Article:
This opportunity is seeking to support Ohio’s most vulnerable populations. Local communities can apply for resources needed to empower everyday citizens to identify signs of poor mental health and/or addiction, reduce stigma associated with those issues, provide support, and offer resources to people about where to find help.
As we face challenges during the COVID-19 pandemic, Ohioans are confronted with multiple stressors, isolation, and distress. This funding opportunity will allow our faith-based and local community-based organizations to engage our communities in conversations around mental health and addiction and walk alongside those in distress as they seek help from a behavioral health professional. Many communities across the state are already facilitating conversations and educational activities to reduce stigma and promote mental wellness. This funding will serve to broaden those efforts at the local level to support Ohioans and build upon those efforts within local communities.
The strategy focuses on building relationships and leveraging digital technologies to build friendly and frequent connections with people in local communities. This approach can best be summed up as using “word of mouth” and finding connectors within the local community to expand the conversations. By empowering influencers with key messages and culturally competent tactics to engage their own communities in conversations to reduce stigma, we are practicing effective and potentially lifesaving efforts within our relationships, families, and communities.
Once every decade, America comes together to count every resident in the United States. The next Census occurs in April 2020.
This website is for Ohioans to have practical resources about the Census to share within their communities. Governor Mike DeWine, Lieutenant Governor Jon Husted and Director of Development Lydia Mihalik are determined to make sure that every individual has a voice in the 2020 Census.
“It’s important that every Ohioan is counted. We want to ensure our state receives the appropriate amount of federal funding to help us support our communities, schools, public safety resources, and to improve our roads.” -Governor Mike DeWine
Earn Extra Income While Helping Your Community
The U.S. Census Bureau is hiring for a variety of temporary jobs throughout the state! The jobs include Census takers, recruiting assistance, office staff and more. Pay rates in Ohio range from $14.00 to $23.50 an hour and feature flexible hours- including evenings and weekends.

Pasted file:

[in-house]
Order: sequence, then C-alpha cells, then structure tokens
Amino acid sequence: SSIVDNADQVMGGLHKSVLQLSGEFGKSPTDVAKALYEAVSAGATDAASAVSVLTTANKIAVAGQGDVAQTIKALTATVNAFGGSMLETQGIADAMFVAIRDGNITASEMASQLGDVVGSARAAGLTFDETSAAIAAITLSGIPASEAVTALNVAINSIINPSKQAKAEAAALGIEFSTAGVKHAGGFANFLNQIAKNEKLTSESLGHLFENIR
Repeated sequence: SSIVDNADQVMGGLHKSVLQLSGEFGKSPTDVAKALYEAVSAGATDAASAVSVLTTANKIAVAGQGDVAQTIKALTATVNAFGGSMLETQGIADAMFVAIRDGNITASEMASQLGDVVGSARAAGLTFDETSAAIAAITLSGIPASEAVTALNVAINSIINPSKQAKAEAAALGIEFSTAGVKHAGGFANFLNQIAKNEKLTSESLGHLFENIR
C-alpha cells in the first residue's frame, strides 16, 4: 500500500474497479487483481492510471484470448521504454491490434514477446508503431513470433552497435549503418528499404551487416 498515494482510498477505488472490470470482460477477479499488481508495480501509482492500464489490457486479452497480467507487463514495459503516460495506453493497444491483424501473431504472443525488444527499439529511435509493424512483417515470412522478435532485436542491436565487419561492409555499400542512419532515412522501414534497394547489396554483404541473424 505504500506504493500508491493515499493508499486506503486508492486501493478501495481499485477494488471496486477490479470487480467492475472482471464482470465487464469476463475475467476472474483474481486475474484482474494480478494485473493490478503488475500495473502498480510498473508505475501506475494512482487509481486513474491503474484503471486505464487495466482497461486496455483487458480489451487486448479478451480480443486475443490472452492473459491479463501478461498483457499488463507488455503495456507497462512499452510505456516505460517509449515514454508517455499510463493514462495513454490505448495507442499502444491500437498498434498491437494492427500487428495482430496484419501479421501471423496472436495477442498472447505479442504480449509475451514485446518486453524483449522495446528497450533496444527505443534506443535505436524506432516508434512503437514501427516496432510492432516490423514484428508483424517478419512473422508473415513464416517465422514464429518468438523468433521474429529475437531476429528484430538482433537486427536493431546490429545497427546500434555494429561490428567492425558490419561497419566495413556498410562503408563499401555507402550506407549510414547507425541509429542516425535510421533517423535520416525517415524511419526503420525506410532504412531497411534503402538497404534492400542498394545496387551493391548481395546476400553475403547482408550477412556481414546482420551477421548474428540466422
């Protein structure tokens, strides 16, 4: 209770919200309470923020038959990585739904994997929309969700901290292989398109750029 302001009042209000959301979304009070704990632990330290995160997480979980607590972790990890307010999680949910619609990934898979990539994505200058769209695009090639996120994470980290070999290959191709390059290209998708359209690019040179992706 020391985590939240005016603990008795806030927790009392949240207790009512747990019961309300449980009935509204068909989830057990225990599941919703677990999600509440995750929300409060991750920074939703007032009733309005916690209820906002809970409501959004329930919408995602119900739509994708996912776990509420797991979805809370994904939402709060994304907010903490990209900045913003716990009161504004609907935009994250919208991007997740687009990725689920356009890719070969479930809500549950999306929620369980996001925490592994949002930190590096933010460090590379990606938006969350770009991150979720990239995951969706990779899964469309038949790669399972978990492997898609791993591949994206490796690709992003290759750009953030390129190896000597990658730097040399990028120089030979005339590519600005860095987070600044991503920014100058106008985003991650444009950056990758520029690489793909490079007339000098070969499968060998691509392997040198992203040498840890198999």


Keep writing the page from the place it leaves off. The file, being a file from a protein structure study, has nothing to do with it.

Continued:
If you receive help from any Ohio assistance programs, such as HEAP, PIPP, HWAP, EPP and CSBG, your Census income will not affect your assistance or be used to determine your eligibility. Development excludes the income as a countable income for these programs because of the importance of filling Census positions.
Regional Census positions are key to ensuring an accurate Census count in 2020. Earn extra income and help ensure that everyone in your community is counted by applying for a temporary Census job here or calling 855-562-2020.
Your Census Information Will Be Secure
Census 2020 is the first Census count that will be available to fill out online. Each household will receive a card in the mail with a password to open the form online. You will be able to submit your information with just a few clicks.
The Census website is secure. Only authorized personnel can access the encrypted information.
Foster Care Forums
Every child deserves to grow up in a safe, loving home, whether that is with biological, kinship, foster or adoptive families. Ohio Governor Mike DeWine created the Children Services Transformation Advisory Council to conduct a top-down review of Ohio’s foster care system and develop recommendations on needed reforms so that more Ohio children have a permanent, loving place to call home.
The Children Services Transformation Advisory Council, created through Executive Order 2019-27D, will hold a series of seven regional Foster Care Forums.
All are invited to attend, and those with lived-experience with the foster care system are encouraged to submit testimony.
Moments after taking the oath of office, Governor DeWine created the RecoveryOhio initiative to ensure that we act aggressively to address this crisis and invest in the health and well-being of Ohio’s citizens.
Faith-Based And Community Initiatives
The mission of the Governor’s Office of Faith-Based and Community Initiatives is to promote solutions, including those from faith-based partners, to community needs and support the development of collaborative efforts to improve the well-being
InnovateOhio’s mission is to look at every state service with an eye on the customer’s experience.
Common Sense Initiative
CSI exists to create a regulatory climate in Ohio that maximizes business economic potential while ensuring the health and safety of Ohio’s citizens.
Led by Lt. Governor Jon Husted, Ohio’s Common Sense Initiative (CSI) reviews business-impacting rules, helps businesses navigate regulatory obstacles, and leads initiatives to improve Ohio’s regulatory climate. CSI was formed to propel job and economic growth in Ohio.
Since its launch, CSI has reviewed nearly 15,000 state agency regulations, and has identified 60 percent of those regulations as potential obstacles to Ohio businesses. All of those identified regulations were either amended or rescinded.